Modern, non-invasive, biophysical assessment tools such as “smart clothing” include an array of sensors in a T-shirt-like garment. This enables the player to continue activity unimpeded whilst collecting data on parameters such as heart rate (HR), respiratory rate (RR), minute ventilation (MV), activity levels and heart rate variability [8]. Our team has previously reported the physiological and cognitive changes that occur in esports players prior to, during and following a discrete gaming session whilst wearing a smart shirt and performing mental tests [9]. This study extracted complete data from the smart shirt in the aforementioned study to look at the changes that occur in common physiological parameters during an esports session in greater detail. Specifically, we were interested in exploring the changes in mean HR, RR and MV during competitive gaming at a team level with further analysis of respiratory rate variation at an individual level.

The two games studied LoL and OW are team-based games in which players play as characters. Through the combination of mechanical skill, teamwork and strategy, defeat the opposing team of human players. LoL pits two teams of 5 against each other in which they draft a team of characters each with unique skills to defeat the opposing team through fights and strategic positioning with the overall aim of destroying the enemy base. OW games involve two teams of 6 players who choose heroes to play, each with their own set of gun mechanics and skills, with the goal being to defeat the opposing team through battles, and control of strategic points on the map.


This study was approved by the New York Institute of Technology (NYIT) Internal Review Board. This work describes the physiological monitoring findings of an observational, well described, prospective study conducted by Sousa et al [9]. In summary, nineteen male esports players (part of the university esports team) signed written consent to take part in the study located at the NYIT esports arena, Old Westbury, NY, USA. Inclusion criteria allowed men or women between the ages of 18-30. Exclusion criteria included players who had not played competitively in the last year, were unable to wear the smart skin suit or had an injury that would affect their gameplay.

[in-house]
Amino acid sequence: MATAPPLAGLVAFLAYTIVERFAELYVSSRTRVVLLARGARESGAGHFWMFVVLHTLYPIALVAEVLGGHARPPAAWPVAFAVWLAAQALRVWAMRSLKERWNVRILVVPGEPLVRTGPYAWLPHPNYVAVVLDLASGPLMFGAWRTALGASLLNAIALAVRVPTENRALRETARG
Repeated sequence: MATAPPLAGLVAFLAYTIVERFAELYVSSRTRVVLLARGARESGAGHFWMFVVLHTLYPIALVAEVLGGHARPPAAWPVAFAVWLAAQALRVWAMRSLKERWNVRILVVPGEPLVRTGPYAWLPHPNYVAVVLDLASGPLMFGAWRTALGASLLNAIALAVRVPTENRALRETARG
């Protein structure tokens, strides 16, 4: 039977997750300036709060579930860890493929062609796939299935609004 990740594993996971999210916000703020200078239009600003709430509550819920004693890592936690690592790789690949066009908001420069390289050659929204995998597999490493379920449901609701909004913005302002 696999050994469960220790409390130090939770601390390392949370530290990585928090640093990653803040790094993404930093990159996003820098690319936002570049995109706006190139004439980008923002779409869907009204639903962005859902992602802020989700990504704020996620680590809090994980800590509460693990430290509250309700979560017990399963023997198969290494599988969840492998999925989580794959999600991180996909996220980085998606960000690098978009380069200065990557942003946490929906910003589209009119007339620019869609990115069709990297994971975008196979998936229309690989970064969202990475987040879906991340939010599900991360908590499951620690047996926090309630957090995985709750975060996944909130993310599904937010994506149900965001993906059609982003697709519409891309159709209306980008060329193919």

Following informed consent, smart shirts were fitted on the participants prior to competitive play. Specifically, participants wore the Hexoskin Smart Shirt® (5800 Denis St. Montreal, Quebec H2S-3L5). This garment is worn on skin and contains electrodes that enable measuring of common physiological parameters such as HR, RR and MV. Participants competing in LoL played in two consistent teams against each other, whilst OW players competed in cooperative teams of 2-4. Physiological parameter recording started upon placing the suit on the participants. After completing the esports session ranging from 1.5 to 2.5 hours across the two cohorts, participants removed the Hexoskin suit for data extraction.

Statistical analysis

Statistical analysis of the data was performed by author LC using R [10], a language and environment software for statistical computing. Recordings associated with HR and RR were accompanied with the quality measurements q hr /q rr respectively, which take non-negative values in ranges [0; 24] and [0; 15] respectively. Lower values of q hr /q rr correspond to the better quality of the observation. Based on the density and numerical values of q hr /q rr associated to HR/RR recordings, significantly poor-quality regions were omitted from the analysis. To account for the fact that data recordings are of different lengths, signal calibration techniques were applied to ensure that observations are in sync with each other before any comparison analyses were performed. In particular, maximisation of the autocorrelation among signals was used to detect the appropriate lag by which each signal needs to be adjusted. Changepoint analysis was performed to establish regions of rest and esports activity due to the absence of manual demarcations made during data acquisition. Deeper analysis of physiological parameter changes during activity was only viable in the LoL cohort as this took place in an appropriately controlled environment.

Finally, given the presence of multiple tests performed, Type I error was mitigated through conservative Bonferroni correction to adjust the significance level α=0.05. Given that for each biomarker the total number of sub-sessions is m=5, we test each sub-session at α/m = 0.01 level.